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Watts: Immigration

Early one morning last month - at five o’clock - 14 construction workers were arrested by immigration officials at a Colchester motel.

In Vermont, it was the largest raid of its kind so far and most of the men will likely be deported, taking their labor with them - and suspending the paychecks that have been feeding their families. Here in Vermont, the construction company will scramble to fill jobs in an economy with record low unemployment.

Official policy used to focus on workers who are believed to have entered the country illegally with criminal records or posed a threat to society. That clearly has changed.

The current administration’s immigration authorities have arrested more than three hundred thousand people – most of whom will end up being deported. And many of the cases are heart-breaking. In Texas, authorities are expected to arrest Jesus Barrones, who’s lived here for 29 years. He’s the sole breadwinner for his family of six, and his youngest child has leukemia.

Here in Vermont, there’s an arrest about once a week and scenes like that in Colchester may become increasingly frequent – and according to recent news reports, anxiety is high – particularly on the state’s dairy farms.

An estimated two thousand immigrants provide the labor that makes Vermont’s dairy industry run - milking cows, shoveling manure, cutting hay and so on.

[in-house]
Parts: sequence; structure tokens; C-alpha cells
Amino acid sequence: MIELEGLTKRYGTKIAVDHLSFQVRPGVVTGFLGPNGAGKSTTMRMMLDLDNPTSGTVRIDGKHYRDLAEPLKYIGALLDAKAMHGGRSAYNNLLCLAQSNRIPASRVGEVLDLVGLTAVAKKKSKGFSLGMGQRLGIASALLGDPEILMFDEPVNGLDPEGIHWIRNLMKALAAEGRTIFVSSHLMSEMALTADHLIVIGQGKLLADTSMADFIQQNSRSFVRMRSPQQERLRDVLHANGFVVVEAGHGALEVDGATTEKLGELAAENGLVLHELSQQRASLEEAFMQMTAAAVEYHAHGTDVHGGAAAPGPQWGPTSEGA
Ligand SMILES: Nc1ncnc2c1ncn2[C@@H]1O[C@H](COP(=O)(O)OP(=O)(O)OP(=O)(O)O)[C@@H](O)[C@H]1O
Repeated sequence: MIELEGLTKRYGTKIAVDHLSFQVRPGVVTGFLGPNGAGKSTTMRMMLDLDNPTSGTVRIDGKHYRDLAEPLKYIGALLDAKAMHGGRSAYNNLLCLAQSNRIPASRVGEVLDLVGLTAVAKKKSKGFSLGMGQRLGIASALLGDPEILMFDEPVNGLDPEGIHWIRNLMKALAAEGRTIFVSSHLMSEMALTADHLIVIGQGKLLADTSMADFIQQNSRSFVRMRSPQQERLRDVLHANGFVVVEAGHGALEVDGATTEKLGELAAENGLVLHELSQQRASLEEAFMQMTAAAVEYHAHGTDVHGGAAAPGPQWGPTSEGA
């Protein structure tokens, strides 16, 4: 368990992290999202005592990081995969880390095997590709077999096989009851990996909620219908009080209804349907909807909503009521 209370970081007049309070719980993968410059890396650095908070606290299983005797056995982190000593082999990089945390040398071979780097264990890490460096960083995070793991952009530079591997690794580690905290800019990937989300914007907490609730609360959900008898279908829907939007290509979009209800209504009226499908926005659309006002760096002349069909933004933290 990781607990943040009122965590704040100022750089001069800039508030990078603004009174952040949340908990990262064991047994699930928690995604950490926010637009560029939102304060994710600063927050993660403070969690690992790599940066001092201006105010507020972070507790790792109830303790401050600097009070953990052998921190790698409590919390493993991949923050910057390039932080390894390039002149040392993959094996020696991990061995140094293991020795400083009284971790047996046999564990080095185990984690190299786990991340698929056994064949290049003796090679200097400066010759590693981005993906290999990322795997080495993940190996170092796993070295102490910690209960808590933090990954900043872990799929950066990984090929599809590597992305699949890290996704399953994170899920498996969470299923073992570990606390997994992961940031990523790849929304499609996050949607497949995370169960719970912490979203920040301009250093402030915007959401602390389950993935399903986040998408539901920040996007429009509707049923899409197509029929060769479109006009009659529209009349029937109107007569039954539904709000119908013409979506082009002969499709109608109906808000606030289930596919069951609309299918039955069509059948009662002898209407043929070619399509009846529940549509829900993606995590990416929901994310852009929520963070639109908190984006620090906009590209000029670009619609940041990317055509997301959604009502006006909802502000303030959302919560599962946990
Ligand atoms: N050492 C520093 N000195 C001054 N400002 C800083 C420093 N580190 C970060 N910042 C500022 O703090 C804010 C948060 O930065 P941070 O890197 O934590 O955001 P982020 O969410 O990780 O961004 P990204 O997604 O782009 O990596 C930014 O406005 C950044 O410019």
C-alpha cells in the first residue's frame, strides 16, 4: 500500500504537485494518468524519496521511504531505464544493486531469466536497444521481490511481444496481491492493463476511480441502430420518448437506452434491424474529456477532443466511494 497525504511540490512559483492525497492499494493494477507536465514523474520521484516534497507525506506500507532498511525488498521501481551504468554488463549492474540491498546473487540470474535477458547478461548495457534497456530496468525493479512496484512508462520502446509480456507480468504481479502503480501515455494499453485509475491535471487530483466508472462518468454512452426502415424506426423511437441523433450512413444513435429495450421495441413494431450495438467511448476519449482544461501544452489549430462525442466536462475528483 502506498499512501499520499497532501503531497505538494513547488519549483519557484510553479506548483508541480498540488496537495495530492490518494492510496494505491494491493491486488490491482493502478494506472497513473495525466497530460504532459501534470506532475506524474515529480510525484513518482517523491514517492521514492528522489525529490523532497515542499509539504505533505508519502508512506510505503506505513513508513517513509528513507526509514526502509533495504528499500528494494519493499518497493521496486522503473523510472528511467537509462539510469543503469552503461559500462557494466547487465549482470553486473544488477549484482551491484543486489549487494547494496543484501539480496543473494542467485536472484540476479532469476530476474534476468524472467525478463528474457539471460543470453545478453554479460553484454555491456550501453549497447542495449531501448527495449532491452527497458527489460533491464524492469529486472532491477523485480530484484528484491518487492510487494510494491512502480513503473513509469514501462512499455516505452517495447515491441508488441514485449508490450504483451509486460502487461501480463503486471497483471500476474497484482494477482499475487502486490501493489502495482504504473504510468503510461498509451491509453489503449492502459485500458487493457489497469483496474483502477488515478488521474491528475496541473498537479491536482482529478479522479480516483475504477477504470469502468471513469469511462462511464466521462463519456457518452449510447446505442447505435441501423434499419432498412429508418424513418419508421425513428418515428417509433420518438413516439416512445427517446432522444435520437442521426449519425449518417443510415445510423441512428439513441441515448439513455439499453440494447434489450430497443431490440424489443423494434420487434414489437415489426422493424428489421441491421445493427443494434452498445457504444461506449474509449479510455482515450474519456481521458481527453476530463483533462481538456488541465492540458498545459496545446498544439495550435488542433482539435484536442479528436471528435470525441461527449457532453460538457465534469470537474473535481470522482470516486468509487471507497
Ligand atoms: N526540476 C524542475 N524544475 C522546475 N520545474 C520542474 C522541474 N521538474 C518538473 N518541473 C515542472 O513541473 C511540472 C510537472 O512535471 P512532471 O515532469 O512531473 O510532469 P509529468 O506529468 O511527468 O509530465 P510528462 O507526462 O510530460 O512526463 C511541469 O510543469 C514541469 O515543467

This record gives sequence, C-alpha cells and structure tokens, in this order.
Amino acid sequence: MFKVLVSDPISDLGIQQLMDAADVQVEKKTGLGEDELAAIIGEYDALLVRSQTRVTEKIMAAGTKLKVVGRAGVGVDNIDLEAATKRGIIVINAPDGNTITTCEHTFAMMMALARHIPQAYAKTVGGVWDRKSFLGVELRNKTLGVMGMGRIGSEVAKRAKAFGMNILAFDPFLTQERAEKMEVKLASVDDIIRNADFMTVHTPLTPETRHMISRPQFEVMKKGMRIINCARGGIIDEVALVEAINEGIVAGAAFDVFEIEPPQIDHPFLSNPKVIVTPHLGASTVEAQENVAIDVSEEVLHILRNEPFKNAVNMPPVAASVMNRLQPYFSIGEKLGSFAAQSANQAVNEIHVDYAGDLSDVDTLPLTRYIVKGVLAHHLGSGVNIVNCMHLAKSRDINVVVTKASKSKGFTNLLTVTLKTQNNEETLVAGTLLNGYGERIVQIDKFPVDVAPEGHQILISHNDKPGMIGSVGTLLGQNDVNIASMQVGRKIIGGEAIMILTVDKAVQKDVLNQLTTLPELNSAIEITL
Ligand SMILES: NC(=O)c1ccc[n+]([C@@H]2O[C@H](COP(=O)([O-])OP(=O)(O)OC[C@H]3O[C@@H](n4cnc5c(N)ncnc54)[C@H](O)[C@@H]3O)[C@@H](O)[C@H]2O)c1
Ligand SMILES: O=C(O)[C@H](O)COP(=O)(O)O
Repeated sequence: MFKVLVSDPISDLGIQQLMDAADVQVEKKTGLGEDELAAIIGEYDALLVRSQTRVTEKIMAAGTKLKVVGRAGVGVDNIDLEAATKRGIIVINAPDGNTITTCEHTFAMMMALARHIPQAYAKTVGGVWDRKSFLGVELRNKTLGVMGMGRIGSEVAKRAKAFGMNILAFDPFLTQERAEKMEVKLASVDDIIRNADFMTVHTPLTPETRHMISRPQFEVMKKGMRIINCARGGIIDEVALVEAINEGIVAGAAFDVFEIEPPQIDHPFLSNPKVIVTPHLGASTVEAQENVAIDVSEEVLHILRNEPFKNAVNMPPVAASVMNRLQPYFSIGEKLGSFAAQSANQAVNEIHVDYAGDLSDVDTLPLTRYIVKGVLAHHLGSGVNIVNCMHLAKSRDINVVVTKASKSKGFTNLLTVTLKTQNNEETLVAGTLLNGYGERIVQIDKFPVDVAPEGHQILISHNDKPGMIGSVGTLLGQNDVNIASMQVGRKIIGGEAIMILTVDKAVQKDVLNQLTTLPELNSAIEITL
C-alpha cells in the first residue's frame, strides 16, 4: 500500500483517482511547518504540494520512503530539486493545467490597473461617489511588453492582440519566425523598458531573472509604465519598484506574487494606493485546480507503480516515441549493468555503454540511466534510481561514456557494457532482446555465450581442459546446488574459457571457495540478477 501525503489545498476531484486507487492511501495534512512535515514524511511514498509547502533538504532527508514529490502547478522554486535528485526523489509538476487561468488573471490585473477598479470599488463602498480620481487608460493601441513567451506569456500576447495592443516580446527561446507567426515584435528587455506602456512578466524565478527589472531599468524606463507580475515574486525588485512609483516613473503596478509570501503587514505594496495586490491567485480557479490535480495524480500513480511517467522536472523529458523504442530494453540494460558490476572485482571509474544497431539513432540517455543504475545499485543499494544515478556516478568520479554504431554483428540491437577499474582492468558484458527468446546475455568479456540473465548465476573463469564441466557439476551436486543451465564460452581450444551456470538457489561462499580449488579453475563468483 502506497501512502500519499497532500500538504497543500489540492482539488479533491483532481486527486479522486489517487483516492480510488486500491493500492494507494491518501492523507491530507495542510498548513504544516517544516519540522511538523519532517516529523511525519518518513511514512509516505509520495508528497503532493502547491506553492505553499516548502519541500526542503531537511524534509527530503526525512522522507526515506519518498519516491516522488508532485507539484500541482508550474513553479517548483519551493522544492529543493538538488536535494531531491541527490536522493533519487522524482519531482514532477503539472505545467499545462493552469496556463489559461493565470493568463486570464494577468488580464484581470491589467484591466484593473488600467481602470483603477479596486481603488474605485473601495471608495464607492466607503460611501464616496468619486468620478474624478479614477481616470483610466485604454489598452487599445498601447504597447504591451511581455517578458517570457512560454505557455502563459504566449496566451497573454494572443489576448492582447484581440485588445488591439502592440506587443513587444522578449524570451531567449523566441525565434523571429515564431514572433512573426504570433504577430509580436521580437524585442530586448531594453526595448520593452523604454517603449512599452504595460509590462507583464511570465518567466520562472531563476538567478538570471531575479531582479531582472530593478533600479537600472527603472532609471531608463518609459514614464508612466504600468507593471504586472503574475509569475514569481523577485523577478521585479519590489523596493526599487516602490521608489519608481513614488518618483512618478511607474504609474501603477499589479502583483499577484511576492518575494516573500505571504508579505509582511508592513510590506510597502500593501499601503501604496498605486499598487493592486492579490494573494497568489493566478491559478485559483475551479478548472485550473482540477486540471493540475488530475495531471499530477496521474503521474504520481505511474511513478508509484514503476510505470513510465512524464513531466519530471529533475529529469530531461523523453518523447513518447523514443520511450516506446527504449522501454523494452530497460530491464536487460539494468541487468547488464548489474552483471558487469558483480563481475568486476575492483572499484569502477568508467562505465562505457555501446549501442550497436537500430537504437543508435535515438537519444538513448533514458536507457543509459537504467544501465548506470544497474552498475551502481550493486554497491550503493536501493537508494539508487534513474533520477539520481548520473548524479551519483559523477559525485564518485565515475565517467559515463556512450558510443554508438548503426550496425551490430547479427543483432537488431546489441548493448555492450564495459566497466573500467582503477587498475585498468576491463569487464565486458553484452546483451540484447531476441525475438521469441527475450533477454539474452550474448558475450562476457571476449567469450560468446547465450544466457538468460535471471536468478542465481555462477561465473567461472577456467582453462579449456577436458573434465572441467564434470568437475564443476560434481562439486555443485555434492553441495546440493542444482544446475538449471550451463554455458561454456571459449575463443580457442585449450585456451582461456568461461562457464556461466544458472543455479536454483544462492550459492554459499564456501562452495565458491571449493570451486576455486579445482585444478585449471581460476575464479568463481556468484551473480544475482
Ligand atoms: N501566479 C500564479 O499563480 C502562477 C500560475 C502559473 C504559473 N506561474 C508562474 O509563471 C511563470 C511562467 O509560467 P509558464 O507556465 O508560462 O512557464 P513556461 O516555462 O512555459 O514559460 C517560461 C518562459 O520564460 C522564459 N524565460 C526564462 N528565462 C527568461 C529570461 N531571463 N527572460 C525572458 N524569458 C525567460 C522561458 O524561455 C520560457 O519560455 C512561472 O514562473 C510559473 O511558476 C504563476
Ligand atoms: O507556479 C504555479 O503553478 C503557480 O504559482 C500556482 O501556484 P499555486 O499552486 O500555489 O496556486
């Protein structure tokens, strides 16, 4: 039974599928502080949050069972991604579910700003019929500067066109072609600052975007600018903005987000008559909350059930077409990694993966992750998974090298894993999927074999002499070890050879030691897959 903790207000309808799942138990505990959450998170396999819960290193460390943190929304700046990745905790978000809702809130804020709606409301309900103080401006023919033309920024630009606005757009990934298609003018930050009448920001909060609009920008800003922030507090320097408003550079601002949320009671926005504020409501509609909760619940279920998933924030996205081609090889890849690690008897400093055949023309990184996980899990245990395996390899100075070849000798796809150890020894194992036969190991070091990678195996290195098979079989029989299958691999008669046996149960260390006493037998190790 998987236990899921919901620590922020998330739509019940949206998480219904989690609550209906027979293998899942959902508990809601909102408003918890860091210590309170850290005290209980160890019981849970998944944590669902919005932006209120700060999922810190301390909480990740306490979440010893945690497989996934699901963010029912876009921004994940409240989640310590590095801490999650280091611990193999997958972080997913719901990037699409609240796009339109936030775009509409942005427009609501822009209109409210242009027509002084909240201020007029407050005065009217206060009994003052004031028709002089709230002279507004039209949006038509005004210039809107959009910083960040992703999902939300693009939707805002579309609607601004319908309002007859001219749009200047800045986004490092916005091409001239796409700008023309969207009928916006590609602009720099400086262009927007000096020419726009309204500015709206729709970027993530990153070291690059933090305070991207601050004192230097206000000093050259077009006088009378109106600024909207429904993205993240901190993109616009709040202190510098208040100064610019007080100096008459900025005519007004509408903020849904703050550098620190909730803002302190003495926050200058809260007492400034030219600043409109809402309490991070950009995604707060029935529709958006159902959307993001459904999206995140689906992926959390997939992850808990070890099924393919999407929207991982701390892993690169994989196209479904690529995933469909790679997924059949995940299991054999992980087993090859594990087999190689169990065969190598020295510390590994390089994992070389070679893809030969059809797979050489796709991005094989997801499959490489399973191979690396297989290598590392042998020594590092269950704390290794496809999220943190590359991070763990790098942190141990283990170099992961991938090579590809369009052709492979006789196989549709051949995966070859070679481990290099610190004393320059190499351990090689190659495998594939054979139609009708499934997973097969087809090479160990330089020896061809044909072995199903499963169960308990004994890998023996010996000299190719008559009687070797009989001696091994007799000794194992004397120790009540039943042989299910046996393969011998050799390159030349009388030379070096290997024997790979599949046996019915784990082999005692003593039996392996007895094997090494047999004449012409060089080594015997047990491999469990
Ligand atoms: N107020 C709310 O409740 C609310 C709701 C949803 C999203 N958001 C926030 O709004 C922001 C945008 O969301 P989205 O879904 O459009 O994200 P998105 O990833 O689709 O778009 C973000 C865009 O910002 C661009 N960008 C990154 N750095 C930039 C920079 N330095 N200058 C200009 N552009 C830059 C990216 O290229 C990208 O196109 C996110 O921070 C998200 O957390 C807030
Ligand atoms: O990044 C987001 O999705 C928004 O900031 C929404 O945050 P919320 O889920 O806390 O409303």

Typical days on a dairy farm start as early as two thirty in the morning with cows that have to be milked three hundred and sixty five days a year. As much as three quarters of Vermont’s milk passes through the hands of recent immigrants.

As Congress debates sending back the dreamers - immigrants who came as kids and grew up here – it’s important to remember that immigrants are half as likely to commit a crime as native born Americans. The more immigrants in the community the less crime. The reason is obvious, immigrants are here to improve their lives. And in doing so they enrich all of lives.

The new Federal approach goes well beyond arresting criminals. And in the Colchester raid, no local police were involved, since Vermont’s Fair & Impartial Policing Act keeps state law enforcement out of the deportation business.

And until some normalcy is returned to federal immigration policy, I hope any effort to weaken this law will be resisted.

Richard Watts teaches communications and public policy in the College of Arts & Sciences at the University of Vermont and directs the Center for Research on Vermont. He is also the co-founder of a blog on sustainable transportation.
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